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What does standard of care mean?

| Jan 25, 2019 | Catastrophic Injuries |

If you are hurt in the state of California as a result of another party’s negligence, you might have heard of the phrase “standard of care.” It is a term that people should be familiar with because it refers to the responsibility that individuals have to their fellow human beings as they go about their daily lives. A failure to live up to a standard of care could create significant legal trouble for the person who neglects this duty.

It is important to distinguish the idea of standard of care from a simple freak accident. Not everything that happens around us is within our direct control, so accidents can happen. The difference is that, according to FindLaw, if you are not exercising a reasonable standard of care, you are not exercising the proper control and judgment that someone in your situation would be called to perform.

Take your workplace for instance. If you are working with dangerous equipment, you would be expected to use the machinery in accord with proper safety standards and sound judgment. However, if you were to neglect the right use of the equipment and cause a fellow worker on the jobsite to get hurt, you could be held liable because you did not exercise the right standard of care.

Similarly, when driving on a California road, you are expected to obey the traffic laws and be vigilant for other drivers, red lights, stop signs and pedestrians. Reckless driving, such as speeding or flagrant disregard for the safety of nearby motorists, would be a violation of a motorist’s standard of care. So if an auto accident was to occur and another party was injured, the person who did not exercise a right standard of care would likely be held responsible.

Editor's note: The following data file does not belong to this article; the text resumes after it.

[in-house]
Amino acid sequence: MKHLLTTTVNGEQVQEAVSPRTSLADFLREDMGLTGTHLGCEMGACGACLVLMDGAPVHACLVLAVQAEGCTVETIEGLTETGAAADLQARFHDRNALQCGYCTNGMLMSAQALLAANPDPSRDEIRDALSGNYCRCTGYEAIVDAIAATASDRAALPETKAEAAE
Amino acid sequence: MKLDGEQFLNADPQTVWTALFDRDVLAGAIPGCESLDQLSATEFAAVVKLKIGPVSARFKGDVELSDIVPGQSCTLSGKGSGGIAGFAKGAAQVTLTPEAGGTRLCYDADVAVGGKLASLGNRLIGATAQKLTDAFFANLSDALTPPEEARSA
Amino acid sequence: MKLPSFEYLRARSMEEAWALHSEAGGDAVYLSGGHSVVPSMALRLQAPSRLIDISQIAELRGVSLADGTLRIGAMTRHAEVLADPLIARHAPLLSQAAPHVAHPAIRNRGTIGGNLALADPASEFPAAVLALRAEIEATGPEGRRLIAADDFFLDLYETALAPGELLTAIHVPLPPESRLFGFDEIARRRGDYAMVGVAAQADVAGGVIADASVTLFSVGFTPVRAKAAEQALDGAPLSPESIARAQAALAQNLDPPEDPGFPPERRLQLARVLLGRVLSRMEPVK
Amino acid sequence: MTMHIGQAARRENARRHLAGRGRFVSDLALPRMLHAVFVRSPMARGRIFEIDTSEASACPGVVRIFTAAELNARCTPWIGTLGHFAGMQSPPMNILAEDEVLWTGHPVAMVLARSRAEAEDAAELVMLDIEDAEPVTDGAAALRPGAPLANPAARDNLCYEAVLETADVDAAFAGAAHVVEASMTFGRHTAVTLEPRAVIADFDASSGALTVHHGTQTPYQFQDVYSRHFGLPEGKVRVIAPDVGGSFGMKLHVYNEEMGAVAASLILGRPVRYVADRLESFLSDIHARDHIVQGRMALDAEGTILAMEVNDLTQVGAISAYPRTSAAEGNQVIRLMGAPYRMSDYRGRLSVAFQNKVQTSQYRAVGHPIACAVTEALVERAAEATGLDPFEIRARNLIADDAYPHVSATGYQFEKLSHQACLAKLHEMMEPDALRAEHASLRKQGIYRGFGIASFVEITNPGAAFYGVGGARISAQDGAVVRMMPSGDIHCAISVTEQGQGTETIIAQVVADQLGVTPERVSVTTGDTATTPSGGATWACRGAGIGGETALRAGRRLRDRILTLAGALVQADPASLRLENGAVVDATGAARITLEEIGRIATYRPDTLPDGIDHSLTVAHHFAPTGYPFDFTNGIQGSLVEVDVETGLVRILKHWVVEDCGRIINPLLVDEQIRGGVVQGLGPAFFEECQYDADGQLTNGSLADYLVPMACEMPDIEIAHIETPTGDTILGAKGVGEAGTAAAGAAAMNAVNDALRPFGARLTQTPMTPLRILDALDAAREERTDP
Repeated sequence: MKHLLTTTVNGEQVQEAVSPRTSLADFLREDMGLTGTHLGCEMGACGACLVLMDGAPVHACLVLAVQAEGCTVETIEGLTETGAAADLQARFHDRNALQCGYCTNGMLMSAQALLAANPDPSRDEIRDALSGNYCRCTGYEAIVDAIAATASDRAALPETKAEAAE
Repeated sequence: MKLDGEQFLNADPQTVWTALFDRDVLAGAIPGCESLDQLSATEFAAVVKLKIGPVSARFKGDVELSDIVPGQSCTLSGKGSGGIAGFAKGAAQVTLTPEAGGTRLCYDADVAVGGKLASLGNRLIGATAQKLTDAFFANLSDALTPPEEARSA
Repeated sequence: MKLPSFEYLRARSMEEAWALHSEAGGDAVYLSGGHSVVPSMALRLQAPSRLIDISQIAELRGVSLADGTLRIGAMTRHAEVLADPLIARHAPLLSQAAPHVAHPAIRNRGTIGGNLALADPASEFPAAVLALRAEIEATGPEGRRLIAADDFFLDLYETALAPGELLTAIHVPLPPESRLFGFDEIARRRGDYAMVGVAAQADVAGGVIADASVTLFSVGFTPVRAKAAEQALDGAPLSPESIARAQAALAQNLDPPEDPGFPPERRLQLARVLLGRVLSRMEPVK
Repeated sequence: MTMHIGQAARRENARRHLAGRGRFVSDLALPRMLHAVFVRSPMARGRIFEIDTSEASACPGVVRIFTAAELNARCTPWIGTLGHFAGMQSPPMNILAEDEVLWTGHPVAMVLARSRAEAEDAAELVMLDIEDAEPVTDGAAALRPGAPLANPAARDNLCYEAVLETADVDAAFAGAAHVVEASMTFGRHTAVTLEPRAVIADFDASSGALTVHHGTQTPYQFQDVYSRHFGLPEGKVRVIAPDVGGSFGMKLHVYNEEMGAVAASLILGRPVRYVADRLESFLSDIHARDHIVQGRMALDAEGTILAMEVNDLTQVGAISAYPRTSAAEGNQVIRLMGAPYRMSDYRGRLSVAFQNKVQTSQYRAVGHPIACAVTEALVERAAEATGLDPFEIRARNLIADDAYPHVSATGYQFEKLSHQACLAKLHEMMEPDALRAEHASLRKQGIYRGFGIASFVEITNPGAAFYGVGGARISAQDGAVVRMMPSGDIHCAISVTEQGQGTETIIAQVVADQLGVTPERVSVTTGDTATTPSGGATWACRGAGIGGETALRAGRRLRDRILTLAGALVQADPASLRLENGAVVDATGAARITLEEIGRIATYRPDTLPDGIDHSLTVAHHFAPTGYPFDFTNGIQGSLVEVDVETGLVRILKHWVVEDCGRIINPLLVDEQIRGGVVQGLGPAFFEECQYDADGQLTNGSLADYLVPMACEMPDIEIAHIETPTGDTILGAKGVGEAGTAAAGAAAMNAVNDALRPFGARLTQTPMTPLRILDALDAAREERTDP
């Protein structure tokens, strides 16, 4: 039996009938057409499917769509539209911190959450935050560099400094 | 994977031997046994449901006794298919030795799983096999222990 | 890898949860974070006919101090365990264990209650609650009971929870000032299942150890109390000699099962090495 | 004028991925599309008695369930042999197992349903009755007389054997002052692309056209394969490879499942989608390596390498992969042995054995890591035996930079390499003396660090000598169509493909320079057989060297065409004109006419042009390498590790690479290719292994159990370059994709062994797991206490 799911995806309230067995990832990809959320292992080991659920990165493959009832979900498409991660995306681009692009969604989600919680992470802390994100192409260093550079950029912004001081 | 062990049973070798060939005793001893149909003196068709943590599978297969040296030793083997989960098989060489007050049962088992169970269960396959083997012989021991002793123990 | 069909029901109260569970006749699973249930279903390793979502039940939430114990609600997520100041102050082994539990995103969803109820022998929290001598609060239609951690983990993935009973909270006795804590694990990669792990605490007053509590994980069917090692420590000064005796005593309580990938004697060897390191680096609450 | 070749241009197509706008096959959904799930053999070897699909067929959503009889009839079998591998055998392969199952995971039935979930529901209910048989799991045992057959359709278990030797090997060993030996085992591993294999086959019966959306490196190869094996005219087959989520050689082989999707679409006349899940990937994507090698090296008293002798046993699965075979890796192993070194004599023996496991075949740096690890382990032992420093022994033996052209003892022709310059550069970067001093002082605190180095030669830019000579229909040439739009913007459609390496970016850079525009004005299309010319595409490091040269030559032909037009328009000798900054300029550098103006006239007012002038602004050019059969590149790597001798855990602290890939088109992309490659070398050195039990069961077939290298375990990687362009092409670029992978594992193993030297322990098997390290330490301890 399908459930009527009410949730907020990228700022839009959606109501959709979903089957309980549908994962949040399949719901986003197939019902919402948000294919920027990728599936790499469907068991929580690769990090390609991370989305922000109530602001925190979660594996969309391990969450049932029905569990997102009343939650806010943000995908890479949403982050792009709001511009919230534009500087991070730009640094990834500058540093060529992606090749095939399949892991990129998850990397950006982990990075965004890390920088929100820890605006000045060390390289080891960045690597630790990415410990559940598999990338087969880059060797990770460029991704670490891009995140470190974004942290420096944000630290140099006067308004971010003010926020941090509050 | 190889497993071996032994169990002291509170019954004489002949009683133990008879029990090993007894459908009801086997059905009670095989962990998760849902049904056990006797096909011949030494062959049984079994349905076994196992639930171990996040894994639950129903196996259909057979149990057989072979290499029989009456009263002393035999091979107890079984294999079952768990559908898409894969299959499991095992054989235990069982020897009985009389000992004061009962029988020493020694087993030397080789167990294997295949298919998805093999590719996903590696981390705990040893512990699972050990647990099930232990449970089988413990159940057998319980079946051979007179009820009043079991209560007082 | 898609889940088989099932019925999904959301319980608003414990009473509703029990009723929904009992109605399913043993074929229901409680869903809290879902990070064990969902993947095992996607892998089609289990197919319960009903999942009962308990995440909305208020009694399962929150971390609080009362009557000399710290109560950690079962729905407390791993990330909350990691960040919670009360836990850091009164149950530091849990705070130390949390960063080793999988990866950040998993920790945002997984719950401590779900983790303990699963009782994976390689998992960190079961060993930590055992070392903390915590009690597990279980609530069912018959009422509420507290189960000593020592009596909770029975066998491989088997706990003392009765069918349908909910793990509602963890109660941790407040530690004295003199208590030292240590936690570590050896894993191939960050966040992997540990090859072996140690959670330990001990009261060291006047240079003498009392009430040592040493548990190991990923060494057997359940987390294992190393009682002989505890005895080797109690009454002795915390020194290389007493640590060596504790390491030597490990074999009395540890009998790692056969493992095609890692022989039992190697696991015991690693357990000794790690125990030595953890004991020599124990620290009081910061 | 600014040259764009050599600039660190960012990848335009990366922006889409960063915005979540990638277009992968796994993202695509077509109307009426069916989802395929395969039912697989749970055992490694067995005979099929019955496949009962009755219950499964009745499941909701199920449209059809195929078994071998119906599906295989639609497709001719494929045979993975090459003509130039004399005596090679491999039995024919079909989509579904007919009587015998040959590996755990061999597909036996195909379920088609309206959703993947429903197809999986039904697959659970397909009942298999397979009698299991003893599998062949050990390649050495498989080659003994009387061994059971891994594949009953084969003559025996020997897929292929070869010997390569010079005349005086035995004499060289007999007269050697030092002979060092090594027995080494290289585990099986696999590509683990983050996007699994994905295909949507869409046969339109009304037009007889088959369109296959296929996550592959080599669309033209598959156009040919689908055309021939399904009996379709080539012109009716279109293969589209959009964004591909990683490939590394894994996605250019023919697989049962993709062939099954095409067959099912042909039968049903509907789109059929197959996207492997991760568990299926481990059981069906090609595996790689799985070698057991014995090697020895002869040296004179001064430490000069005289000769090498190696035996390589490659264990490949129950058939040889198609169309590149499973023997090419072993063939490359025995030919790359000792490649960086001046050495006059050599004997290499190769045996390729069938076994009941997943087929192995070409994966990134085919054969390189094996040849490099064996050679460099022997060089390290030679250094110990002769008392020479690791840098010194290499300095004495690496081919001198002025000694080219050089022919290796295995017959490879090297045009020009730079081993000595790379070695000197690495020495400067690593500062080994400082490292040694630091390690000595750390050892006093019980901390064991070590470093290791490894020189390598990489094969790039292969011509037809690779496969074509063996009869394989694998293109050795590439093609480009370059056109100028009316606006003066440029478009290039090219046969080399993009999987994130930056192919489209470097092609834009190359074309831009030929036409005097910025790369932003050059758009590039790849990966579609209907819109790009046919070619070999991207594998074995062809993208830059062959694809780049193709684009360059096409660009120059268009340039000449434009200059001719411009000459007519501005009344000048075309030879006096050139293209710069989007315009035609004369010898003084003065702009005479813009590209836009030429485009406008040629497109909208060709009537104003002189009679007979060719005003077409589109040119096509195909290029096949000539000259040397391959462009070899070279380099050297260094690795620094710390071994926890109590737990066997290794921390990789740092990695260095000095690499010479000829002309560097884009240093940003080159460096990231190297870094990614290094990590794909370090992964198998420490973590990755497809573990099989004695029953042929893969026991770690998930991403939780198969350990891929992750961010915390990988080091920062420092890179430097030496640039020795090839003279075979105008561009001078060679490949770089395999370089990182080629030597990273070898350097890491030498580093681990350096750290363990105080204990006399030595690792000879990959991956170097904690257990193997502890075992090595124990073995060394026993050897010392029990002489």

Children, however, are typically not held to a reasonable standard of care since society does not view children as possessing the same competence that adults have. California courts would judge the actions of children against the behavior of their peers, of children that possess similar intelligence, experience and are the same age. However, there may be some courts that will judge children against adult standards if those children partake in the same activities as adults, like driving an automobile.

Keep in mind that since standards of care differ depending on the situation, you should not take this article as giving you any legal advice. Its purpose is to inform readers on the concept of standard of care as it relates to personal injury.